Somera Road, Founder and Managing Principal, Ian Ross on Using Technology to Do Business Smarter and Faster
Somera Road is a private equity commercial real estate firm based in New York City. Since their start three years ago, they’ve done a little over 60 transactions and $1.0 billion in acquisitions. The company owns office, industrial, retail, multifamily, student housing, cold storage, and hotel assets in about 35 markets across the United States. As Founder and CEO Ian Ross says, “We buy distressed, value-add, opportunistic commercial real estate debt and equity across the country, asset classes, and geographies.”
We sat down with Ian to learn more about how Somera Road is using technology to work smarter and operate a lean but remarkably productive team. Read on to see how he and the team are doing it!
VTS: How did you get your start in commercial real estate?
Ross: I grew up in Los Angeles, did my undergrad studies in real estate and finance at Emory University in Atlanta and earned my MBA from Wharton. My first job was on the real estate debt team at Morgan Stanley structuring CMBS originations and securitizations. Then I moved over to Jefferies in 2007 to do generalist investment banking, focusing on specialty finance and mortgages. In 2009, I was hired to help start a new venture, Triangle Capital, which was a family office. During my time there, I helped build that team from three people to a team of almost twenty that acquired nearly $1 billion in real estate loans and assets and nearly $1 billion in CMBS.
I left in late 2015 and started Somera Road in 2016. My goal in starting my own shop was to build a diversified real estate private equity firm with a team that could raise outside capital and operate its own real estate — really rolling up its sleeves and executing on business plans. We've been successful in identifying off-market opportunities where there’s a low risk, high reward factor, by taking a distressed situation and creating a lot of value from it.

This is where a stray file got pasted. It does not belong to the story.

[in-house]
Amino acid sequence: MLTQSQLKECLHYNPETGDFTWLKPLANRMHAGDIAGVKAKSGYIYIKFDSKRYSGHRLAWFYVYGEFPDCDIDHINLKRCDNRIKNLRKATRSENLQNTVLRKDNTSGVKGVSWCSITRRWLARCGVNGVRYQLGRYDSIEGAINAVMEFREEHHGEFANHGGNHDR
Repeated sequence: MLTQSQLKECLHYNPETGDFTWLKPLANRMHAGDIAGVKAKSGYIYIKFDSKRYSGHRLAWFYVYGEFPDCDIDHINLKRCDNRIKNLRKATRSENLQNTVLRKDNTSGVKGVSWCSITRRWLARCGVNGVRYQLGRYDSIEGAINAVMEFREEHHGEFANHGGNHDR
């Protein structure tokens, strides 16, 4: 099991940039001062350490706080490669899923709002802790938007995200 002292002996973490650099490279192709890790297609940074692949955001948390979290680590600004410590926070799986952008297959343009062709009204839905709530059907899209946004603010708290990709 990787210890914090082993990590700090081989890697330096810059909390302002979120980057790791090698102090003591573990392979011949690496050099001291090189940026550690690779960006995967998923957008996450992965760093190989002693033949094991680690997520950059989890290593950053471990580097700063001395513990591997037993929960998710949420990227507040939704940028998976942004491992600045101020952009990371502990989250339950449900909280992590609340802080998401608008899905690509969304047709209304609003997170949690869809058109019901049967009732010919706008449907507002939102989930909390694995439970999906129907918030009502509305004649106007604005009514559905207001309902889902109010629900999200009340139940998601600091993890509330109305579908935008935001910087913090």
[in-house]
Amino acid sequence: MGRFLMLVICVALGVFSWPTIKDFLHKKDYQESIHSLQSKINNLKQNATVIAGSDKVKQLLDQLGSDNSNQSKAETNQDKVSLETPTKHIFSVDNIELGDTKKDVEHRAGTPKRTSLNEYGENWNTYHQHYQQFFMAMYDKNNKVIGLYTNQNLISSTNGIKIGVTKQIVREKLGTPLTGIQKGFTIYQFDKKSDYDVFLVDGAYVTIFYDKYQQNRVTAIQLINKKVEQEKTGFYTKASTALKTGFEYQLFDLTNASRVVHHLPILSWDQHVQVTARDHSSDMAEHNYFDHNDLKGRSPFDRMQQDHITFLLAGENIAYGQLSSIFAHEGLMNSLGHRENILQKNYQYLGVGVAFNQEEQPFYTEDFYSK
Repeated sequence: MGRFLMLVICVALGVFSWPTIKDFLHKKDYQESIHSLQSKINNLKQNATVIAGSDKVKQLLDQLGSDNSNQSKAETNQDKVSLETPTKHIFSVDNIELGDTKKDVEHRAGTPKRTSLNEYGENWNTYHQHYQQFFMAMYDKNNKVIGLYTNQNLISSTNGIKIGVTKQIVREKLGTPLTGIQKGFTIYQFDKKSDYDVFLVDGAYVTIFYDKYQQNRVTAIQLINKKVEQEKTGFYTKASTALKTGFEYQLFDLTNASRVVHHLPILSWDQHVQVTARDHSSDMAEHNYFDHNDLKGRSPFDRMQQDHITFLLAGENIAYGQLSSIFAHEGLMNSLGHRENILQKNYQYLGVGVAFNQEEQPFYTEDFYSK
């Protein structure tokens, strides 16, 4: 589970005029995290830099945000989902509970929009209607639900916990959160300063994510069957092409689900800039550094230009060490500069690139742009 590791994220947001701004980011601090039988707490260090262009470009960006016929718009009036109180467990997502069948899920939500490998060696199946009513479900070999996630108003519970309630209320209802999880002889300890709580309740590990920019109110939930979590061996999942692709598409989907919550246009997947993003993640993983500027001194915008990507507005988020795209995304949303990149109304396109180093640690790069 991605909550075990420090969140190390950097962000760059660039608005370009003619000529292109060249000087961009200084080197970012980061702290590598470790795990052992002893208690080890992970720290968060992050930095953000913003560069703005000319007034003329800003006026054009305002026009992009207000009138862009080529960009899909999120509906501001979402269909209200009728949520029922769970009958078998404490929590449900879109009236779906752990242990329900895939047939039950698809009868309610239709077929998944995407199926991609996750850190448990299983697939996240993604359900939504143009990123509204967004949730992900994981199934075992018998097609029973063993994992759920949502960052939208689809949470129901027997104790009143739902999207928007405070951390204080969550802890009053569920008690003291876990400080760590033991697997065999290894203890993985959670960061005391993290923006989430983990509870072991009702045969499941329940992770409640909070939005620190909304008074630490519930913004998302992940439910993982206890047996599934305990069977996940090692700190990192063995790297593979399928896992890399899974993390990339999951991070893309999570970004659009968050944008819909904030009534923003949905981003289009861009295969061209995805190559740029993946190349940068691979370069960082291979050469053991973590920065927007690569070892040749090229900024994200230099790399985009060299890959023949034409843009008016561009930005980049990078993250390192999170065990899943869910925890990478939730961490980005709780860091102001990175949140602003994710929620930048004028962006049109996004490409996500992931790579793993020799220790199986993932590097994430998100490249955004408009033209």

VTS: What does your current day-to-day look like?
Ross: I wake up every day at 6:30am and work for an hour. During this time, I catch up with my team and send out a lot of touch-base emails to our investors and tenants. I aim to set a cadence and an agenda for that day, both for myself and for my team.
I try to work out from 7:30-8:30am because I’ve found it helps me to stay focused and be more productive throughout the day. I’m in the office by 9:30am and generally don’t leave there until around 9pm. My day-to-day is always different; I’d say it really comes down to four categories:
- Overall company management, risk assessment, and business plan/deal oversight.
- Team management: keeping the team on-task, making sure goals are being met — trying to keep the team running like a well-oiled machine. I also communicate regularly with our investor-base on the progress of deals and new pipeline opportunities.
- Acting as a sounding board: My door is always open to my team; we're extremely collaborative. Somera Road is unique in that each team member is empowered to make decisions, execute business plans we’ve established, and I'm here to help guide those decisions.
- Acquisitions: I oversee the acquisitions in our pipeline ensuring we’re sourcing and vetting new opportunities.
We're all on the road constantly since we have assets across 35 markets and try to visit each of our assets quarterly, if not more. We have a phrase in the office to “know thy market” and we all take that very seriously. If we’re going to participate in these markets as if we’re local operators, we need to be as smart as the local operators and really understand the ins and outs of each market, stay up to speed on transactions occurring there, and have a deep grasp of the supply and demand dynamics.